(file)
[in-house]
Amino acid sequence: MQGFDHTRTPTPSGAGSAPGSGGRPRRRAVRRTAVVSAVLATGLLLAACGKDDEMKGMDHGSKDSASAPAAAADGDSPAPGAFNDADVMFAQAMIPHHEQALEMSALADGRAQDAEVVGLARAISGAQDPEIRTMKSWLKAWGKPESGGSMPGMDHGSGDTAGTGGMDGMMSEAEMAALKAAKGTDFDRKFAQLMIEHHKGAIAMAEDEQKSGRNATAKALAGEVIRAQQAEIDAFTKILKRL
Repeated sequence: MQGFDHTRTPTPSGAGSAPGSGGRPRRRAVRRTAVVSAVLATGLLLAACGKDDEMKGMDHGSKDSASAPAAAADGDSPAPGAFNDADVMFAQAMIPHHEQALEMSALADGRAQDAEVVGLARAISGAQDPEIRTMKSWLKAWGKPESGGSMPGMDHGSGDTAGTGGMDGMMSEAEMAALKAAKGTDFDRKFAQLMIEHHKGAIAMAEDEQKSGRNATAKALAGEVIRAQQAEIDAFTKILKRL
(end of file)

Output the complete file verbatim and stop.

[in-house]
Amino acid sequence: MQGFDHTRTPTPSGAGSAPGSGGRPRRRAVRRTAVVSAVLATGLLLAACGKDDEMKGMDHGSKDSASAPAAAADGDSPAPGAFNDADVMFAQAMIPHHEQALEMSALADGRAQDAEVVGLARAISGAQDPEIRTMKSWLKAWGKPESGGSMPGMDHGSGDTAGTGGMDGMMSEAEMAALKAAKGTDFDRKFAQLMIEHHKGAIAMAEDEQKSGRNATAKALAGEVIRAQQAEIDAFTKILKRL
Repeated sequence: MQGFDHTRTPTPSGAGSAPGSGGRPRRRAVRRTAVVSAVLATGLLLAACGKDDEMKGMDHGSKDSASAPAAAADGDSPAPGAFNDADVMFAQAMIPHHEQALEMSALADGRAQDAEVVGLARAISGAQDPEIRTMKSWLKAWGKPESGGSMPGMDHGSGDTAGTGGMDGMMSEAEMAALKAAKGTDFDRKFAQLMIEHHKGAIAMAEDEQKSGRNATAKALAGEVIRAQQAEIDAFTKILKRL